When a group of British archaeologists uncover the secret desert tomb of a child Pharaoh outside Cairo, they invoke an ancient curse and the murderous wrath of a mummy...
If the above synopsis sounds familiar, that's because it is. The Mummy's Shroud boasts a typical mummy movie narrative in which a group of stuffy British archaeologists go snooping around in a Pharaoh's tomb and one by one are violently killed by a mummy - in this case, the faithful servant of the child prince whose burial place they desecrate. It was the third mummy movie made by Hammer. Director Gilling and writer Anthony Hinds don't really bring anything different or unusual to the tale, as it unravels (sorry) in the most stringently conventional way. Gilling's prior Hammer titles The Reptile and Plague of the Zombies were much more interesting, offbeat and effective horror films that at least tampered with convention and expectations. While the predictability slightly hinders the plot, there are at least several effectively handled and atmospheric moments of tension throughout. The titular creature is relegated to the shadows for the most part, as are the various moments of violence.
It begins with a lengthy narration-heavy prologue depicting the early years of the child prince Kah-to-Bey, who flees into exile with his faithful servant Prem after his father is murdered in a bloody coup. When hiding in the desert, the prince's small band of followers eventually dies, including the prince himself who is buried by Prem. Throughout these scenes the film's low budget is obvious but not distracting. Once the story moves to the 1920s when the tomb of the prince is discovered, the action becomes somewhat sporadic and further diluted by the overly talky scenes that bookend it. Events shuffle along at a somnambulistic pace with scene after scene of characters standing around sweating in khaki suits, mopping their brows and uttering expository dialogue in an unmistakably British - re: stiff upper-lipped - manner. Despite this, the dialogue is as colourful and wryly humorous as what you'd expect from a Hammer production. The film also contains all the usual harbingers of doom you'd expect to find in a traditional mummy film, including crystal ball reading clairvoyant Haiti (Catherine Lacey, The Sorcerers) and her sinister son Hasmid (Roger Delgado), the guardian of the tomb. It is they who instigate the mummy's rampage by reciting text from a mystical burial shroud.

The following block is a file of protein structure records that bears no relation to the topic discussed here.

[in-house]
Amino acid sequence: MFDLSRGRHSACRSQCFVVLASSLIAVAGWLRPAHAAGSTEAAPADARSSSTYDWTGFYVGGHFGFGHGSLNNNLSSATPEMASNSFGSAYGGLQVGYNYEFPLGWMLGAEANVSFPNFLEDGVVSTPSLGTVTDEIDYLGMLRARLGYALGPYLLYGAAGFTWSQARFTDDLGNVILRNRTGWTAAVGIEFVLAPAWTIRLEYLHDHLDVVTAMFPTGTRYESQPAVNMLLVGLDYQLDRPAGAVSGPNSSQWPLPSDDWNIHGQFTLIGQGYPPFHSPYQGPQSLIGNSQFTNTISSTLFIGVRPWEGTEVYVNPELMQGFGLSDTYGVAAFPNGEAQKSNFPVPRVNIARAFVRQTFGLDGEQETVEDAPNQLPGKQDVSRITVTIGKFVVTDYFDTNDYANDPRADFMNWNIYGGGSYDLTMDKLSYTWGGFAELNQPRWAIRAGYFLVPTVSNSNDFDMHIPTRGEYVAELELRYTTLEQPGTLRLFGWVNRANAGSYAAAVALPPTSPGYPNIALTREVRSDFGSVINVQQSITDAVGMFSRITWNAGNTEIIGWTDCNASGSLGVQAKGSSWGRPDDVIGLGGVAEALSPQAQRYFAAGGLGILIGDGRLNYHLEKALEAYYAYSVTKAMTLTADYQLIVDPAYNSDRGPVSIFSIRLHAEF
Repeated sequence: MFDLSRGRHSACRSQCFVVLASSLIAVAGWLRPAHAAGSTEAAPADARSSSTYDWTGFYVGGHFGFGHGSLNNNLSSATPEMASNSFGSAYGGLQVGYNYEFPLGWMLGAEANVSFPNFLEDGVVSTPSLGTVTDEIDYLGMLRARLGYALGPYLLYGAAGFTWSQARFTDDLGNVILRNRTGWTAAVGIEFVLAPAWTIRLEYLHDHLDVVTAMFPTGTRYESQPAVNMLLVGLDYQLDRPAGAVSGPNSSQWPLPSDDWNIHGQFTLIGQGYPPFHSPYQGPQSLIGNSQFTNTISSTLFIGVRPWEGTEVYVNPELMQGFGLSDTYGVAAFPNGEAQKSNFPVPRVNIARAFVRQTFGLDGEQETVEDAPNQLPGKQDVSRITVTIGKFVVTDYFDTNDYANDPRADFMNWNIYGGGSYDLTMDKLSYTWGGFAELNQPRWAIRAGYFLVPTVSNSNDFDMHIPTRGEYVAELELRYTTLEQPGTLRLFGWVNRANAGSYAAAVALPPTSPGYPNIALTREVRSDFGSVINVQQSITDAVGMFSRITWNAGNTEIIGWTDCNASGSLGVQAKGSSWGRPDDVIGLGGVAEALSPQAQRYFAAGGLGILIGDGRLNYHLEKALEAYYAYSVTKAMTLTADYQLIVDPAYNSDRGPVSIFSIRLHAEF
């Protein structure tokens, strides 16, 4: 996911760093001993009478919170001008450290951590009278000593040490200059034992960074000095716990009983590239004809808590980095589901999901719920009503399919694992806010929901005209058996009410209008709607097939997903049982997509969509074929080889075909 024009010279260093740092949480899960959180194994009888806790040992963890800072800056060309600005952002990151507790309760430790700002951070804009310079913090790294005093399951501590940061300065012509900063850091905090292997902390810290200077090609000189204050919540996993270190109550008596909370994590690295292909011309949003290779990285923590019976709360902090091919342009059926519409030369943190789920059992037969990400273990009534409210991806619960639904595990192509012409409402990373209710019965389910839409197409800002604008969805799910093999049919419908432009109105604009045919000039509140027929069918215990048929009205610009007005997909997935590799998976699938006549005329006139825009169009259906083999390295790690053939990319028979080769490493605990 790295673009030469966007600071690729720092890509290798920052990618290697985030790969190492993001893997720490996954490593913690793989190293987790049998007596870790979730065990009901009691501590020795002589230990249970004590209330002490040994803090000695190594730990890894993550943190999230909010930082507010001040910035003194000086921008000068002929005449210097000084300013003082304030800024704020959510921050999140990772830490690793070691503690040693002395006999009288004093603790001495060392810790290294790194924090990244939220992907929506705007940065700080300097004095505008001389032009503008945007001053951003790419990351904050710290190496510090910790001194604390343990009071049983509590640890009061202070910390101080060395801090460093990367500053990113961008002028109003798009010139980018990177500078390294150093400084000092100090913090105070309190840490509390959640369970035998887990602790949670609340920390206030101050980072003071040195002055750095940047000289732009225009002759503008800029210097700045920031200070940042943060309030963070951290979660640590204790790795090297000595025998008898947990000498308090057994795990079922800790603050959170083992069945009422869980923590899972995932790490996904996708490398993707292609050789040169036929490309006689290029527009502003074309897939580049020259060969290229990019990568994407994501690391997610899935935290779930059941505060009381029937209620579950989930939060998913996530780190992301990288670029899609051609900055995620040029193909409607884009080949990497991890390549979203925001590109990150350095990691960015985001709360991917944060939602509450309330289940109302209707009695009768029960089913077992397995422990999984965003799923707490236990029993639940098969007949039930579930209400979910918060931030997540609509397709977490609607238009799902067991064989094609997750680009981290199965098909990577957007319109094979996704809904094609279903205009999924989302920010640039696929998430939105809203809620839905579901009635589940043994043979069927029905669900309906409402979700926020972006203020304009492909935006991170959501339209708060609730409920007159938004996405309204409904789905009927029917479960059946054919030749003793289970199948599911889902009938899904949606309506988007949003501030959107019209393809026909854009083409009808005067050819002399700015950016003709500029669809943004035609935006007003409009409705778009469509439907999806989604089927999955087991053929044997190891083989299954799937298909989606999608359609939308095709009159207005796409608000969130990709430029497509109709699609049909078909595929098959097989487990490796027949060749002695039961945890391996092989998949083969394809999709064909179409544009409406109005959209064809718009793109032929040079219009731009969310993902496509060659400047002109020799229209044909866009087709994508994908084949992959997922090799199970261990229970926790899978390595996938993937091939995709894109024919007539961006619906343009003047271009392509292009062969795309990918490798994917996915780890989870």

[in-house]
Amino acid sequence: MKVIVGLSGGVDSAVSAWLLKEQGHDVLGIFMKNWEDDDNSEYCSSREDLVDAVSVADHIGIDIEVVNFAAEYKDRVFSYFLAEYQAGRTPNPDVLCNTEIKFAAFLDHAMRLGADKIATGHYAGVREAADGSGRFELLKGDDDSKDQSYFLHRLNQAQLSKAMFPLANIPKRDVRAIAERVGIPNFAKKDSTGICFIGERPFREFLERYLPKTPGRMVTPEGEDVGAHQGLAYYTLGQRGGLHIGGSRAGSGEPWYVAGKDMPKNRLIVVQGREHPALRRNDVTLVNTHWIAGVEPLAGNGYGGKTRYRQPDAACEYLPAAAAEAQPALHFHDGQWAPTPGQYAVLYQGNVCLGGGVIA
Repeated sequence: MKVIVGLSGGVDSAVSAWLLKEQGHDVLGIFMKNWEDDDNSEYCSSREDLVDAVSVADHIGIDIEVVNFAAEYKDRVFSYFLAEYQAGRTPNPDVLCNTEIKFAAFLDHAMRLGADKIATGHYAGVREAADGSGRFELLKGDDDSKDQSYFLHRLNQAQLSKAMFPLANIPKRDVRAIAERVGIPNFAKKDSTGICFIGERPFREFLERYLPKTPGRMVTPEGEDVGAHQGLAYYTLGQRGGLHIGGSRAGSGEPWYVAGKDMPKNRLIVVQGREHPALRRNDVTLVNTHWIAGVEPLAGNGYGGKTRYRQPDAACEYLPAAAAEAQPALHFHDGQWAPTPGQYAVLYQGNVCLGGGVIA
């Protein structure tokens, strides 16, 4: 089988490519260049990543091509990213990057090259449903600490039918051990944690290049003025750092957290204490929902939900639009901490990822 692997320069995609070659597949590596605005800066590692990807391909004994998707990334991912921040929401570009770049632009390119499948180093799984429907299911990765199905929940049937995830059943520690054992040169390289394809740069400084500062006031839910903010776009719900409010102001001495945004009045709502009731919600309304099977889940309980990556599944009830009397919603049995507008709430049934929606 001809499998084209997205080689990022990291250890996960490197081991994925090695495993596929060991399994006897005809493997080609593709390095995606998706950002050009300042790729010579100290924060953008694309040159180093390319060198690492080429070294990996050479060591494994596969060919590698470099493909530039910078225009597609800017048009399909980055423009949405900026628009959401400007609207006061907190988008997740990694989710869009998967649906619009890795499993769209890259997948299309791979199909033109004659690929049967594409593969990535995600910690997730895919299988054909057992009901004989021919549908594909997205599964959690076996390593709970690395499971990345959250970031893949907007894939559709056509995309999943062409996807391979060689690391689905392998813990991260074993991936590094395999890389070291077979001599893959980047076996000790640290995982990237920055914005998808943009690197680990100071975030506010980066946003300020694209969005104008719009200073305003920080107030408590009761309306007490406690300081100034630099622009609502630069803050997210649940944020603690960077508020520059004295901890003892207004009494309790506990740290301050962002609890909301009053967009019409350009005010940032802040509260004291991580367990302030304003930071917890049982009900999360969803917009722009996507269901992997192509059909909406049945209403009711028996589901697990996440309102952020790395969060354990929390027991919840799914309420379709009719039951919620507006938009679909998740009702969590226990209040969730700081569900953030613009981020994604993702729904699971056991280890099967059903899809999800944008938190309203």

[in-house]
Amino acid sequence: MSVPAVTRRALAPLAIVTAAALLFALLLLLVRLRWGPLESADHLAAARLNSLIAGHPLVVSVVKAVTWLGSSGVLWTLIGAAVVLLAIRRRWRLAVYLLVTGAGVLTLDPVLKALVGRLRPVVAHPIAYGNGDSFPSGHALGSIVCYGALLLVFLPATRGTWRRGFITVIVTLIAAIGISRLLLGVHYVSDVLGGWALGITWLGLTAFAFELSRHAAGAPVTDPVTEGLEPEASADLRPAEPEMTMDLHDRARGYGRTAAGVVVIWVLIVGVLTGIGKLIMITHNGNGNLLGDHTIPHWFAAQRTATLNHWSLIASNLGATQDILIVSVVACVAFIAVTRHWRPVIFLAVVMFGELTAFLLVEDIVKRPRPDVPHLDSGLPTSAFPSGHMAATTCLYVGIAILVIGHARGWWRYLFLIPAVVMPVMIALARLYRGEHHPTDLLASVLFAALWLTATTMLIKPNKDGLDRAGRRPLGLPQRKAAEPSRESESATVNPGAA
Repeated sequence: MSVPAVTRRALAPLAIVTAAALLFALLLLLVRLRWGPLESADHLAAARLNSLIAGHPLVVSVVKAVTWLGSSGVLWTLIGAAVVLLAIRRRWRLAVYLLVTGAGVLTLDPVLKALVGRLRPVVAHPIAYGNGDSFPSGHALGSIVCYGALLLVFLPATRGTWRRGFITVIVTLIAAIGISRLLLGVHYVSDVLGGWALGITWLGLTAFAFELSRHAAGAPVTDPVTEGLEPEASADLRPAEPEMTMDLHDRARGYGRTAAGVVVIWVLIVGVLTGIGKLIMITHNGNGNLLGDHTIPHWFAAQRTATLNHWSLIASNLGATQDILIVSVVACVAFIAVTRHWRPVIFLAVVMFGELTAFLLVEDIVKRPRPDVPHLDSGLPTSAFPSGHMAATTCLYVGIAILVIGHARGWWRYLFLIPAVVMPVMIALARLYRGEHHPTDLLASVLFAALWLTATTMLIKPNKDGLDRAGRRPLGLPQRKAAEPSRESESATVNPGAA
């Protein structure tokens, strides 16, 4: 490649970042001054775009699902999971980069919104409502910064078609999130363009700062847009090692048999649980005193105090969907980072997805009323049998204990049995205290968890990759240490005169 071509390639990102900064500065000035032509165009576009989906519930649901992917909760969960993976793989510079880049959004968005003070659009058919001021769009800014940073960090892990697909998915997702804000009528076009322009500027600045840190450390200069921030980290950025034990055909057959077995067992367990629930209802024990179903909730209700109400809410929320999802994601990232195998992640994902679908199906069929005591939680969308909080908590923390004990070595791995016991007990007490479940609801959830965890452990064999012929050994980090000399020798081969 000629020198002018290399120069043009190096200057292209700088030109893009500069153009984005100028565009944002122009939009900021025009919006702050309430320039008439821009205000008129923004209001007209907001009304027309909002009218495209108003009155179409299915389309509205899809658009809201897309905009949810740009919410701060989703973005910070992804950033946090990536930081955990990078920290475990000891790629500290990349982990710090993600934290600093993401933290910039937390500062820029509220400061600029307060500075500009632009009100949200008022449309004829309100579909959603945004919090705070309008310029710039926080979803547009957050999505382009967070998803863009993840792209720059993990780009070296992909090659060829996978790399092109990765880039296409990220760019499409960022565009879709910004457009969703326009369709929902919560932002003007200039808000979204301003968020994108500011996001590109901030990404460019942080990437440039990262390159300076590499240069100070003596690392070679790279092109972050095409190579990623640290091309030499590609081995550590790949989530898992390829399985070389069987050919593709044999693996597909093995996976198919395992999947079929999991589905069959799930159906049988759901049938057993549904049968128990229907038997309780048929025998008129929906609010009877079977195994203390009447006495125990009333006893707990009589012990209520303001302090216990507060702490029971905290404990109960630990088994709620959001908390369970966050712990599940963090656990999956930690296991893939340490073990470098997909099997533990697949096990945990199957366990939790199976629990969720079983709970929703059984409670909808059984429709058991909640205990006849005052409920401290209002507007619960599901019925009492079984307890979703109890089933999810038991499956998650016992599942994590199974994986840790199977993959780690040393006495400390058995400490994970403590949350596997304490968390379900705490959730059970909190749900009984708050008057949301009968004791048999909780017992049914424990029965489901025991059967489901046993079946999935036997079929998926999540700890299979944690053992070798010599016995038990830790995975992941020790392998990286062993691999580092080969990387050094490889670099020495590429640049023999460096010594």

A number of strikingly lit scenes, such as those in the clairvoyant's creepy boudoir and Harry Newton's darkroom possess an infernal, Bava-esque atmosphere. Scenes play out in limited locations which heightens the sense of claustrophobia as the story progresses. By the time the archaeologists realise that they're in danger because of their involvement in the excavation of the tomb and their increasingly panicked attempts to buy their way out of the city become the driving force of the story, events hang heavy with a clipped and quietly sweltering desperation. After the majority of the group are murderlised by the mummy - which usually sneaks up behind its victims and crushes their skull/throws photo development solution in their face/flings them from a high window etc - the third act picks up the pace when the surviving characters finally take action and attempt to stop the killing spree.
The cast is populated by familiar Hammer faces such as Andre Morell (Hound of the Baskervilles, Plague of the Zombies, Camp on Blood Island) as the dignified but doomed leader of the expedition, Sir Basil Walden, and Michael Ripper (The Reptile, Plague of the Zombies, Curse of the Mummy's Tomb, Dracula Has Risen from the Grave) as the harassed and put-upon Longbarrow. Indeed, Longbarrow is the only character who evokes any kind of sympathy due to Ripper's effectively endearing performance. Other characters aren't given much to do, and the admittedly attractive hero and heroine (David Buck and Maggie Kimberly) are a little bland.
While The Mummy's Shroud sticks rigidly to convention, it still provides creepy entertainment with a touch of that unmistakable Hammer class; even if it is one of their lesser titles.
Images: Marcus Brooks